The Effective Date of Termination – Resignations With Immediate Effect

September 27, 2012

The Effective Date of Termination – Resignations With Immediate Effect

An employee’s effective date of termination (EDT), as defined by the Employment Rights Act 1996 (ERA), marks the start of the three-month period within which a claim for unfair dismissal must be lodged. Whilst in many instances the EDT will be the date on which the notice period expires, when an employee resigns without notice, the EDT is the date on which the resignation takes effect.

In Horwood v Lincolnshire County Council, the Employment Appeal Tribunal (EAT) ruled that the EDT is a ‘statutory construct specifically defined for the purpose of a legislative scheme of employment rights based on a personal contract’. When determining an employee’s EDT, the need for clarity and certainty is paramount.

Denise Horwood resigned with immediate effect from her job as practice manager of Lincolnshire County Council’s Older People’s Services Team after she was demoted to a social work post at a different office as a result of elements of a complaint from a colleague regarding her conduct being upheld by her employer. Her resignation was sent by special delivery on 28 January 2010 and date-stamped when it arrived at the Council’s offices on 29 January. At first, Mrs Horwood thought that her EDT was 29 January but a letter from her employer confirming acceptance of her resignation stated that this would take effect from the date of the letter, which was 2 February. A further letter regarding Mrs Horwood’s pension options also gave the date of termination of her employment as 2 February 2010 and her salary was paid up to that date.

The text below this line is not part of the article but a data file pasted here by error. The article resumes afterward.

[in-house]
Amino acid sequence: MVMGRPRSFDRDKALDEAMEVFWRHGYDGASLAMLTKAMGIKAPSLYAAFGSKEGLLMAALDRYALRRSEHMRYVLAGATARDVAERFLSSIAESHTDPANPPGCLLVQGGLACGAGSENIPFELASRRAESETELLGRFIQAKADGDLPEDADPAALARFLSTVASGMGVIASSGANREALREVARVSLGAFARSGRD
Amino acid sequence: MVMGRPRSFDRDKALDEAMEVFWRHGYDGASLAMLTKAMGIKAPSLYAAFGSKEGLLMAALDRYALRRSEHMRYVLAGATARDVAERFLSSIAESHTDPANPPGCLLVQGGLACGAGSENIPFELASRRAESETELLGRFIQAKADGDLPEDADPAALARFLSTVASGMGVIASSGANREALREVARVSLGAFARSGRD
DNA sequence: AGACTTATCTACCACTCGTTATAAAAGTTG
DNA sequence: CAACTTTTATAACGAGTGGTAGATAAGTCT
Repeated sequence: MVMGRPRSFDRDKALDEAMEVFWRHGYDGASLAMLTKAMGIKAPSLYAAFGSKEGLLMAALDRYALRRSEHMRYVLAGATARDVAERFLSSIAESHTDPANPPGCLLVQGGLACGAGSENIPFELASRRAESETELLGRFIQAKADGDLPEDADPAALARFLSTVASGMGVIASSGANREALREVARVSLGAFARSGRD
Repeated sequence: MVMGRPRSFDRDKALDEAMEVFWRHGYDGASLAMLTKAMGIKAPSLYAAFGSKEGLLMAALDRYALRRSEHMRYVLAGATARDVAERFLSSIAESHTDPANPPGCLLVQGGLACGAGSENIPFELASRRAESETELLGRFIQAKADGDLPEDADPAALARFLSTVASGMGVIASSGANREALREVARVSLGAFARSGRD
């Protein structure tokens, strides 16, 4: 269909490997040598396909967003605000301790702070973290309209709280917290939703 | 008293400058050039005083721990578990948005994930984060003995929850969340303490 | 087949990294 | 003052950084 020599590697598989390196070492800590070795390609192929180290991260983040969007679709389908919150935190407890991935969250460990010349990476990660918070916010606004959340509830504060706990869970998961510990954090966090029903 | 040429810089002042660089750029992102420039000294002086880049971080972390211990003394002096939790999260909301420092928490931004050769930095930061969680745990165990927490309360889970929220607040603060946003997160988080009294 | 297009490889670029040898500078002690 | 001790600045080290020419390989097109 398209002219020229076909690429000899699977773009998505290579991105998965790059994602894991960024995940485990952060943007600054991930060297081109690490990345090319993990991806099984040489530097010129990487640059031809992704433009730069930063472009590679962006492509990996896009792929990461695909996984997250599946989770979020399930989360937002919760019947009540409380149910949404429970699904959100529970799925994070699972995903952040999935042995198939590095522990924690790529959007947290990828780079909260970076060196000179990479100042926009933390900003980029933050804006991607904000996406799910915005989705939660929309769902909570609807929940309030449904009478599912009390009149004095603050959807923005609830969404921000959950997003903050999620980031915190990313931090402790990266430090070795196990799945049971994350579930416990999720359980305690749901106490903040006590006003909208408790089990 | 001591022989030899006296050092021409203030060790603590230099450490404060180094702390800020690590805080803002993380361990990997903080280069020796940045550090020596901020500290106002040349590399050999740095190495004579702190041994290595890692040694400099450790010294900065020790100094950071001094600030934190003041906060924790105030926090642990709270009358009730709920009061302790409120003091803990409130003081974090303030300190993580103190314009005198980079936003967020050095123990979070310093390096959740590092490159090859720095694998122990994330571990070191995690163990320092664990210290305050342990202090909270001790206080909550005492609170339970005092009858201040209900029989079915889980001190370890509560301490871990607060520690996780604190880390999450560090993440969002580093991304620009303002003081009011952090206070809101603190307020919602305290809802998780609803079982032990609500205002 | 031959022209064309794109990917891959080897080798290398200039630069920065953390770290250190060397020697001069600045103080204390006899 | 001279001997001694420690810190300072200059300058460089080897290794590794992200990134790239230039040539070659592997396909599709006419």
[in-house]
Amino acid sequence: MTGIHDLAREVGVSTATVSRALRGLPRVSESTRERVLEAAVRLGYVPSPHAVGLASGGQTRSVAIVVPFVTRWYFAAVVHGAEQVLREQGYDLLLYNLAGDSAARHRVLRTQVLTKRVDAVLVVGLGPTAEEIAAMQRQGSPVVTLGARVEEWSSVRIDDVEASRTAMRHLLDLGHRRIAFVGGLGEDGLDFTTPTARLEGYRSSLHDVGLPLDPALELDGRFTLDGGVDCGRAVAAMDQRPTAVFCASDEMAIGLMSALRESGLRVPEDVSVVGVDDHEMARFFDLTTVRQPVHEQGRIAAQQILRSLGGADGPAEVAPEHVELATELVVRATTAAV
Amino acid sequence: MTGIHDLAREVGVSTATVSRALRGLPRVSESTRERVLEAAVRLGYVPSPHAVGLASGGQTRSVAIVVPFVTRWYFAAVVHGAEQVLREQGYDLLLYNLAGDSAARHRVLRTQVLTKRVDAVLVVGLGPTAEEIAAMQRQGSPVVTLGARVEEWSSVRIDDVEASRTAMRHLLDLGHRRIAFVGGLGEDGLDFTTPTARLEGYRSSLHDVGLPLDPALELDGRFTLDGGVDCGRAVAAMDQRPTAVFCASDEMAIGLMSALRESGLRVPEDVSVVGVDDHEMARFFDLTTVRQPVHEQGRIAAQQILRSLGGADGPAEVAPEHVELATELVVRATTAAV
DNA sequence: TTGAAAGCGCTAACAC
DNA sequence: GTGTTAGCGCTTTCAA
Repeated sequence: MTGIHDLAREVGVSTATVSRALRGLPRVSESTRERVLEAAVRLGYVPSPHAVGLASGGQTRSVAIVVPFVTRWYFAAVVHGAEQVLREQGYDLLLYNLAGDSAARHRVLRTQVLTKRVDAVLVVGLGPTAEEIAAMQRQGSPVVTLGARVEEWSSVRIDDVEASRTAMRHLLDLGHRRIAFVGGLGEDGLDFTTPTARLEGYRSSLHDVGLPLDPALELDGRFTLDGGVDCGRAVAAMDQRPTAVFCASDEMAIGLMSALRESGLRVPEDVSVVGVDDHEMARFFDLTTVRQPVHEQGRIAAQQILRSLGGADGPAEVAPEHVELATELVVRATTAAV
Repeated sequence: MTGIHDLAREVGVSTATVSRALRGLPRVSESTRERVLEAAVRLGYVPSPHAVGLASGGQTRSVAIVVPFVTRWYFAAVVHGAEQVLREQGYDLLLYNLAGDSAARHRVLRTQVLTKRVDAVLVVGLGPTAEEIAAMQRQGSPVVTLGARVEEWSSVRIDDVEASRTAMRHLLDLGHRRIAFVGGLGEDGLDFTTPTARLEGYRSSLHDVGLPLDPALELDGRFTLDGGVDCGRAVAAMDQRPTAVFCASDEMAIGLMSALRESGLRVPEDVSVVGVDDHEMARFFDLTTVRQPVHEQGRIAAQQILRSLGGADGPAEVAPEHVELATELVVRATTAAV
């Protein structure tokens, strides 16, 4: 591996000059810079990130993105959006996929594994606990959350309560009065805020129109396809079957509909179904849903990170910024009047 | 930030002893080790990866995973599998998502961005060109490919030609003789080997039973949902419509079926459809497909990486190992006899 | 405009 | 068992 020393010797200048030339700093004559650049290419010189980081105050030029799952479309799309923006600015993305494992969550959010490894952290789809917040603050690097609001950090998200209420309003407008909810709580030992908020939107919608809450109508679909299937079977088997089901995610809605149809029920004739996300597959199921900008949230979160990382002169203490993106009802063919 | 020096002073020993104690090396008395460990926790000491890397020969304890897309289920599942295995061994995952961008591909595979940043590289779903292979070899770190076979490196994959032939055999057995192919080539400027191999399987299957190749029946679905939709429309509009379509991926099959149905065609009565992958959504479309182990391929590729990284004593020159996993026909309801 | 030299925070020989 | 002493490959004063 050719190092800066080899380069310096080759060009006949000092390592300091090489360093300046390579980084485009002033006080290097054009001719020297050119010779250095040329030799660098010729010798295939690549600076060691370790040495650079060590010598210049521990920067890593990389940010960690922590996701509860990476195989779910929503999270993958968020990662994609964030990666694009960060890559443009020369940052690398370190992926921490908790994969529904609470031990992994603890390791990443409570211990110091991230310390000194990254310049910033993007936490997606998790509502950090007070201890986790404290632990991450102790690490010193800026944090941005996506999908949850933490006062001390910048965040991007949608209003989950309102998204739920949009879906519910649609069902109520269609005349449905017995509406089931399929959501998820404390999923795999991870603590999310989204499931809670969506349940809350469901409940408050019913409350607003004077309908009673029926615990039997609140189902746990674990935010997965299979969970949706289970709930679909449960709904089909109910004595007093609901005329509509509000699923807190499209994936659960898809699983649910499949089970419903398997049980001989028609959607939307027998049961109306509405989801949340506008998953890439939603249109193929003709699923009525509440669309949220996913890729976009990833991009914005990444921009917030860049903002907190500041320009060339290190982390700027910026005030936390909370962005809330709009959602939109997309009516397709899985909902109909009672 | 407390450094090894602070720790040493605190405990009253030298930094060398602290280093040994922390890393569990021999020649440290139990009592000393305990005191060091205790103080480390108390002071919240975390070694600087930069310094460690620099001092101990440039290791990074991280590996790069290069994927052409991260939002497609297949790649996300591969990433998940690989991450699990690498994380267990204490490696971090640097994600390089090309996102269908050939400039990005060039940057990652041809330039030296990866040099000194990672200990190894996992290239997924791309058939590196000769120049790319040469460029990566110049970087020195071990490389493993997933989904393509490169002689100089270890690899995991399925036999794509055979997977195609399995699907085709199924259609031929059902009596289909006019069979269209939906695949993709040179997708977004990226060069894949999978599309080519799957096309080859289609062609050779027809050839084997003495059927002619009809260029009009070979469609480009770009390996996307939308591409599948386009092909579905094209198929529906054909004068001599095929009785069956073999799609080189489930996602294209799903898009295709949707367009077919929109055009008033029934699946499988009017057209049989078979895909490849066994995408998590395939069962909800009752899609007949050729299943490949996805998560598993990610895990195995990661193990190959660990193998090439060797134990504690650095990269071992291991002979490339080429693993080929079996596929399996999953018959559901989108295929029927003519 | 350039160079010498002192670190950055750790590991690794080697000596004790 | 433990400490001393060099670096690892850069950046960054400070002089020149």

Mrs Horwood subsequently brought a claim for constructive unfair dismissal. Her claim form, dated 28 April 2010, was sent to the Employment Tribunal (ET) that day by first class post and arrived the following day. Lincolnshire County Council argued that the claim had been submitted out of time because Mrs Horwood had resigned without notice and her EDT was 29 January, which was when her letter was date-stamped and opened at its offices. The latest date for presentation of the ET1 claim form was therefore 28 April 2010.

The EAT upheld the findings of the Employment Judge at a pre-hearing review. The determination of an employee’s EDT must by guided principally by the underlying purpose of the ERA, which is the protection of an employee’s rights. An employee is entitled to have a reasonable chance of knowing they have been dismissed before the time allowed for bringing a claim starts running. Such concerns do not arise in circumstances where the decision to leave is the employee’s own, however. In such cases, the communication is made when it has been received. Mrs Horwood’s letter was unambiguous and unequivocal and her resignation was effective once the communication was received and date-stamped by the Council’s administrative staff. The law does not allow determination of the EDT to depend upon such uncertainties as whether or not a letter has been read by the person to whom it has been addressed. The letter was received on 29 January and so her claim was presented out of time.

Furthermore, where an employee resigns with immediate effect and effectively communicates that decision to her employer, the EDT is fixed and cannot retrospectively be altered. The letter from Mrs Horwood’s employer regarding the date used for payroll and administration purposes was not capable of varying her EDT.

Lastly, the Employment Judge was entitled to find that it was reasonably practicable for Mrs Horwood to lodge her ET claim within the time allowed and she should not therefore be granted the benefit of an extension to the normal time limit.